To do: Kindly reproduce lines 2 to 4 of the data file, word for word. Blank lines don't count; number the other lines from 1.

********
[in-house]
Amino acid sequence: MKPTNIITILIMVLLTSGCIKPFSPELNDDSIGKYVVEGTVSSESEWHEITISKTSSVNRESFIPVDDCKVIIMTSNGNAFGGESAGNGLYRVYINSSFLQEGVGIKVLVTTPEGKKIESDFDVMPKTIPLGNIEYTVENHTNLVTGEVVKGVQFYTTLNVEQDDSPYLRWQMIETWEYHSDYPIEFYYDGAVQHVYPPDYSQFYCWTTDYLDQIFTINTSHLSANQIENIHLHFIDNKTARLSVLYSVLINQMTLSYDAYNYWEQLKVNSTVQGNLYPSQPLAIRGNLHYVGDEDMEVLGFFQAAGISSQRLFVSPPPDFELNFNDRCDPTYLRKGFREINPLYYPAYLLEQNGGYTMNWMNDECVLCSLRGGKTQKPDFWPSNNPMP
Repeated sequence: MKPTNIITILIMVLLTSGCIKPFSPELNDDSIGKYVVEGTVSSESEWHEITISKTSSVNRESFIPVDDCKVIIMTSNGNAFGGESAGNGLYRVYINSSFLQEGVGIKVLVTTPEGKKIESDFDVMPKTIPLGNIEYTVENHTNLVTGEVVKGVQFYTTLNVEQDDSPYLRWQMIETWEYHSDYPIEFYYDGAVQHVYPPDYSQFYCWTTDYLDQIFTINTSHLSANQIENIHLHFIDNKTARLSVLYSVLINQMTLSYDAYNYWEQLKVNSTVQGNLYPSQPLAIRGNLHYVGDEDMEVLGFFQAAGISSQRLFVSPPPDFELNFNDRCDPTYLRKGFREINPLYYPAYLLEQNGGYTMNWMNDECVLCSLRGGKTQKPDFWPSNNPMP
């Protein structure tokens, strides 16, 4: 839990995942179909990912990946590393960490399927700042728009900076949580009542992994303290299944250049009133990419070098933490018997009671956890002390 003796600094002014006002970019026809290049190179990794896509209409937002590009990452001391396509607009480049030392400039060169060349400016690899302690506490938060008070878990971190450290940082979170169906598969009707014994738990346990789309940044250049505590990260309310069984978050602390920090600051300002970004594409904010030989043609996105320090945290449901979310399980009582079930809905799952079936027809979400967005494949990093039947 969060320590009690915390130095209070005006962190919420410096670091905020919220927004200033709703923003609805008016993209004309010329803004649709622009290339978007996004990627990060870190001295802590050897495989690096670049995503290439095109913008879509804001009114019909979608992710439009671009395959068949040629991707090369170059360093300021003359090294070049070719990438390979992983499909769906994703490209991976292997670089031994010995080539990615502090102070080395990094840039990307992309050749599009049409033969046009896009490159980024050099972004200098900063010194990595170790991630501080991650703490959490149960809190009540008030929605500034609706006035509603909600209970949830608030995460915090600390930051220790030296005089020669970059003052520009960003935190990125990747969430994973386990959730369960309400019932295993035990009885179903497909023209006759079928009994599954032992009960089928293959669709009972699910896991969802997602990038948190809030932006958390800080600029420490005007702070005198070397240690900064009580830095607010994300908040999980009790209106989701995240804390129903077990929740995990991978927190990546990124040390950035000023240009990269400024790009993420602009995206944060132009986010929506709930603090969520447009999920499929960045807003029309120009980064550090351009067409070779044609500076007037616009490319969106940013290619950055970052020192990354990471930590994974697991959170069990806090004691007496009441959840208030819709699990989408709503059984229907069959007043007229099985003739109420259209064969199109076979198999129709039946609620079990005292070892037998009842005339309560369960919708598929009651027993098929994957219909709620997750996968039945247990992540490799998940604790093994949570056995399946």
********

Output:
Amino acid sequence: MKPTNIITILIMVLLTSGCIKPFSPELNDDSIGKYVVEGTVSSESEWHEITISKTSSVNRESFIPVDDCKVIIMTSNGNAFGGESAGNGLYRVYINSSFLQEGVGIKVLVTTPEGKKIESDFDVMPKTIPLGNIEYTVENHTNLVTGEVVKGVQFYTTLNVEQDDSPYLRWQMIETWEYHSDYPIEFYYDGAVQHVYPPDYSQFYCWTTDYLDQIFTINTSHLSANQIENIHLHFIDNKTARLSVLYSVLINQMTLSYDAYNYWEQLKVNSTVQGNLYPSQPLAIRGNLHYVGDEDMEVLGFFQAAGISSQRLFVSPPPDFELNFNDRCDPTYLRKGFREINPLYYPAYLLEQNGGYTMNWMNDECVLCSLRGGKTQKPDFWPSNNPMP
Repeated sequence: MKPTNIITILIMVLLTSGCIKPFSPELNDDSIGKYVVEGTVSSESEWHEITISKTSSVNRESFIPVDDCKVIIMTSNGNAFGGESAGNGLYRVYINSSFLQEGVGIKVLVTTPEGKKIESDFDVMPKTIPLGNIEYTVENHTNLVTGEVVKGVQFYTTLNVEQDDSPYLRWQMIETWEYHSDYPIEFYYDGAVQHVYPPDYSQFYCWTTDYLDQIFTINTSHLSANQIENIHLHFIDNKTARLSVLYSVLINQMTLSYDAYNYWEQLKVNSTVQGNLYPSQPLAIRGNLHYVGDEDMEVLGFFQAAGISSQRLFVSPPPDFELNFNDRCDPTYLRKGFREINPLYYPAYLLEQNGGYTMNWMNDECVLCSLRGGKTQKPDFWPSNNPMP
């Protein structure tokens, strides 16, 4: 839990995942179909990912990946590393960490399927700042728009900076949580009542992994303290299944250049009133990419070098933490018997009671956890002390 003796600094002014006002970019026809290049190179990794896509209409937002590009990452001391396509607009480049030392400039060169060349400016690899302690506490938060008070878990971190450290940082979170169906598969009707014994738990346990789309940044250049505590990260309310069984978050602390920090600051300002970004594409904010030989043609996105320090945290449901979310399980009582079930809905799952079936027809979400967005494949990093039947 969060320590009690915390130095209070005006962190919420410096670091905020919220927004200033709703923003609805008016993209004309010329803004649709622009290339978007996004990627990060870190001295802590050897495989690096670049995503290439095109913008879509804001009114019909979608992710439009671009395959068949040629991707090369170059360093300021003359090294070049070719990438390979992983499909769906994703490209991976292997670089031994010995080539990615502090102070080395990094840039990307992309050749599009049409033969046009896009490159980024050099972004200098900063010194990595170790991630501080991650703490959490149960809190009540008030929605500034609706006035509603909600209970949830608030995460915090600390930051220790030296005089020669970059003052520009960003935190990125990747969430994973386990959730369960309400019932295993035990009885179903497909023209006759079928009994599954032992009960089928293959669709009972699910896991969802997602990038948190809030932006958390800080600029420490005007702070005198070397240690900064009580830095607010994300908040999980009790209106989701995240804390129903077990929740995990991978927190990546990124040390950035000023240009990269400024790009993420602009995206944060132009986010929506709930603090969520447009999920499929960045807003029309120009980064550090351009067409070779044609500076007037616009490319969106940013290619950055970052020192990354990471930590994974697991959170069990806090004691007496009441959840208030819709699990989408709503059984229907069959007043007229099985003739109420259209064969199109076979198999129709039946609620079990005292070892037998009842005339309560369960919708598929009651027993098929994957219909709620997750996968039945247990992540490799998940604790093994949570056995399946």